Welcome to The Dean’s List! The Dean’s List will profile up-and-comers in Memphis who are certain to be the next group of leaders in the nonprofit, corporate, government, and faith communities. The Dean’s List is curated by Kevin Dean, the Executive Director of Literacy Mid-South.
Tami Sawyer is only 33 but is already a leader in the realms of social justice and entrepreneurship. A native Memphian and alumna of St. Mary’s Episcopal School, Tami spent ten years in Washington DC, studying at Howard University School of Law, exploring various entrepreneurial endeavors and working as a human capital analyst with a focus on diversity for the United States Navy.
Upon her return to Memphis in 2013, Tami began to organize get out the vote initiatives and became recognized as a leader in the local Black Lives Matter movement. Tami’s leadership has been acknowledged as a featured speaker at Minister Louis Farrakhan’s Justice or Else Memphis Rally and a recipient of the Team USA Women’s Boxing Elite 11 award.
Tami is currently the Director, Diversity & Leadership Development with Teach For America Memphis. She is also the founder of Power Box, a digital black business directory designed to route the 1.7 trillion dollar African American buying power into black communities. Tami serves on the board of Planned Parenthood, Greater Memphis Region and the Hattiloo Young Professionals Experience Committee. She is a member of Alpha Kappa Alpha Sorority, Incorporated and The Links, Incorporated.
We chose Tami because of her dedication to social justice and her work to ensure minority businesses receive the promotion they deserve.
If you could describe your feelings about Memphis in three words, what would they be?
Talented, home, worthy
Name three people in Memphis that you view as mentors.
Beverly Robertson: Ms. Bev has been a role model since I was a kid. She’s friends with my parents, and I grew up with her children. I watched her work hard and dedicate herself to not just the Civil Rights Museum but to Memphis. Whenever I need an ear or a plan of action, Ms. Beverly makes time for me. On top of that, she’s always cheered me on in whatever I’m doing. I appreciate that with all she has going on and all she has achieved she still has time for a kid who couldn’t figure out the fax machine.
Christopher Coleman: Chris has been my manager for only about six months, but I think God put him in my life to sharpen and focus my skills. Our weekly check-ins cover the gamut and he really helps me make strong decisions. He empowers me to be a leader while correcting my weaknesses and I have really grown with him as a thought partner, manager and friend.
Lesley Brown: Lesley is one of my best friends. I list her as a mentor because even though she’s a peer, Lesley is less emotional than I am haha. I will be ready to raise the roof about something and Lez will help me take a step back and evaluate situations practically. 2015 was especially emotional as I faced a lot of scrutiny in my community work and grappled with an emerging public profile and she was there every step of the way with practical guidance.
Where did you get the idea for Power Box?
I was driving home to Memphis from Hampton, VA after Thanksgiving in 2014, five days after Darren Wilson was acquitted for the murder of Mike Brown in Ferguson. People were calling for economic boycotts, but I wanted to hone in on what I saw as a tool for the black community and that was economic empowerment. I thought – there are so many great black businesses providing dynamic and quality products and services. How can I get them all in one place? At first, I thought about doing a subscription box, like Birchbox. After doing research, I found a business, Ujamaabox, which was already doing that and doing it well. Then I started researching directories and I refined the idea and the final concept for Power Box was born.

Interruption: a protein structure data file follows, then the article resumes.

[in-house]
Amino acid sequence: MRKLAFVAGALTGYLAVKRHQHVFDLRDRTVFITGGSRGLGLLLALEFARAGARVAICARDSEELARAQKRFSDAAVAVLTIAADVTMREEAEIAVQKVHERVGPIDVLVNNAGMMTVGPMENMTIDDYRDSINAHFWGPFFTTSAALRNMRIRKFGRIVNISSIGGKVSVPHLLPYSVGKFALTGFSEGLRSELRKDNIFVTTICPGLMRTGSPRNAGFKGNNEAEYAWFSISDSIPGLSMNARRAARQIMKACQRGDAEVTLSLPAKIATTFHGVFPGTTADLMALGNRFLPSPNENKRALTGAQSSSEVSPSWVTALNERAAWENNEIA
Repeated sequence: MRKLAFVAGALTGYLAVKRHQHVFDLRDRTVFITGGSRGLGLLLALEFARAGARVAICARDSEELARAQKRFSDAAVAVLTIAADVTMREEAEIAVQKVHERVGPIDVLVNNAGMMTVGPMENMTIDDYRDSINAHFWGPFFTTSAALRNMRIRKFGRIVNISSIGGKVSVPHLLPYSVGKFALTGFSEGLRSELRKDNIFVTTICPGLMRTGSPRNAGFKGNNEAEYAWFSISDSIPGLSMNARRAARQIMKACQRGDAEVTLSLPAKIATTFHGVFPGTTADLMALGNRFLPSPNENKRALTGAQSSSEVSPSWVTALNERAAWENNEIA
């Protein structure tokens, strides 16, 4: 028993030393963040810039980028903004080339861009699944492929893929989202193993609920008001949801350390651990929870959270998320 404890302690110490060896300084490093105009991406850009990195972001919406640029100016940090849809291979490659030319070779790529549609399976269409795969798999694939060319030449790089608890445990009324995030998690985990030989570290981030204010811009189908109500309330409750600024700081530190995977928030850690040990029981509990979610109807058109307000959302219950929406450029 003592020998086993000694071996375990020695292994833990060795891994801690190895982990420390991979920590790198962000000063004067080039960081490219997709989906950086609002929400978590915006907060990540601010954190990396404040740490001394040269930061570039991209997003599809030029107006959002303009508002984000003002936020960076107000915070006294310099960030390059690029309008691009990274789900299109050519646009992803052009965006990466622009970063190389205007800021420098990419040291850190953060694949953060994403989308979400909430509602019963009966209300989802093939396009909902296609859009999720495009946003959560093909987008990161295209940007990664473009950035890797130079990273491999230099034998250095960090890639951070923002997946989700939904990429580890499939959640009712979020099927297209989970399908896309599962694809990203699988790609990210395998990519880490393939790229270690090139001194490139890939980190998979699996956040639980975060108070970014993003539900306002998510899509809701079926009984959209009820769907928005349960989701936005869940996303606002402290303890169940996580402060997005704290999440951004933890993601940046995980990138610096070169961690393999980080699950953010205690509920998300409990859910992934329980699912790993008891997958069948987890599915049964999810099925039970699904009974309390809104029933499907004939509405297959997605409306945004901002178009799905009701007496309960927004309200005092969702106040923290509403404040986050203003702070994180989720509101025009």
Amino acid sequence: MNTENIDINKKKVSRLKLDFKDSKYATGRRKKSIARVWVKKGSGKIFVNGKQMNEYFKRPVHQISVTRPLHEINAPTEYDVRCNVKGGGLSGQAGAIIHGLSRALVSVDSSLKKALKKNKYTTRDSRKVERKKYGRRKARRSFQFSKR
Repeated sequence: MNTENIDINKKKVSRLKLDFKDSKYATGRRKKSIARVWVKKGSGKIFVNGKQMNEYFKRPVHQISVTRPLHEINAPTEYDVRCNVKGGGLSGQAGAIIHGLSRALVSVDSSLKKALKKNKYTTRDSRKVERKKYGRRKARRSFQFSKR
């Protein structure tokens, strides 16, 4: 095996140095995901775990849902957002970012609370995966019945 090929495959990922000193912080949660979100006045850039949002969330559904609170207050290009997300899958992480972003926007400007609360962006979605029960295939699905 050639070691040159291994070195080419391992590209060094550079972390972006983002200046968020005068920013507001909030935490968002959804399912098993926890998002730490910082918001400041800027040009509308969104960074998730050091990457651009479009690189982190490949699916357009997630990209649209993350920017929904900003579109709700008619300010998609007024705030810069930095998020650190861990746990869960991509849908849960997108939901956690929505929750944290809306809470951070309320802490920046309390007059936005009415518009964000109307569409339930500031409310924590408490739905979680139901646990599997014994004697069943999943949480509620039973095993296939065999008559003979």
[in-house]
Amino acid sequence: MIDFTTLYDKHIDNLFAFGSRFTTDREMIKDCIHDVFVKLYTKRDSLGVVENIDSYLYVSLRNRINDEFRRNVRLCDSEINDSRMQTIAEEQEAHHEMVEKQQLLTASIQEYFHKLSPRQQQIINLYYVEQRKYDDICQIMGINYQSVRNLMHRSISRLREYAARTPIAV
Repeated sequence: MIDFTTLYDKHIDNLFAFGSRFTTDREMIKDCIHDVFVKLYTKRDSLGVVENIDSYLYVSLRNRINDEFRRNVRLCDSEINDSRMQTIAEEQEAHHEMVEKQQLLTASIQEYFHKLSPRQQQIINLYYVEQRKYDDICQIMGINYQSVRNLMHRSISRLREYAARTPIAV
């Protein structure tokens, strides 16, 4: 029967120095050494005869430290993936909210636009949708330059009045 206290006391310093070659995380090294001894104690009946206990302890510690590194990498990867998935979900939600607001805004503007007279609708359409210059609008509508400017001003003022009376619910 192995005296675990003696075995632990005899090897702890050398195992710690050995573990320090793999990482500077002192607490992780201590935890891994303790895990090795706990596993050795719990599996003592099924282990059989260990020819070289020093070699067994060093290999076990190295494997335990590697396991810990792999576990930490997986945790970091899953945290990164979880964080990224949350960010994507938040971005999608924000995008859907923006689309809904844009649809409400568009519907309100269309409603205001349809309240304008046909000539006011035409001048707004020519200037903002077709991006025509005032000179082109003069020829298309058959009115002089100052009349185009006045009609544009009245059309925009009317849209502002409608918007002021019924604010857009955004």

How do you find businesses and what are the qualifiers for participating on your site?
The majority of the businesses on Power Box I located on Instagram or through referrals. When I first started listing businesses, I would search hashtags on social media, such as #buyblack or #blackowned. This guided my search. Then, as Power Box gained more of a following, people would refer businesses to us or request to be listed. To be included in Power Box, businesses must have a website that lists contact info. If the store exists online only, the check-out options must be safe. We also look at the products and check the quality and see if there are items in stock. Basically, be viable and provide quality products/services and you’re in.
How can allies help build black wealth in Memphis?
Allies can support black businesses and service providers. Allies can push state and local government to be inclusive with their contracts. Allies can call out the MWBE scam, which ends up with 90-100% of MWBE contract awards going to white women. Allies can recognize their own privilege and call out that of others to force folks to get real about inequalities. There’s an article out right now in a major magazine about best places to eat and drink in Memphis. There’s not one black owned restaurant or bar listed. Not one. How’s that happen? Why is that okay? Choose901 published an article this week about the best Podcasts in the city and left off major black run podcasts that are not only popular but run on local radio. Choose901 is an ally. They’re good folks, but even they have to check their privilege sometimes. It’s like doing your homework. You write your essay and then you read it over to make sure you didn’t miss anything. If you’re writing a “to do” list about anything in Memphis and it’s 75% or more white, you’re contributing to the problem.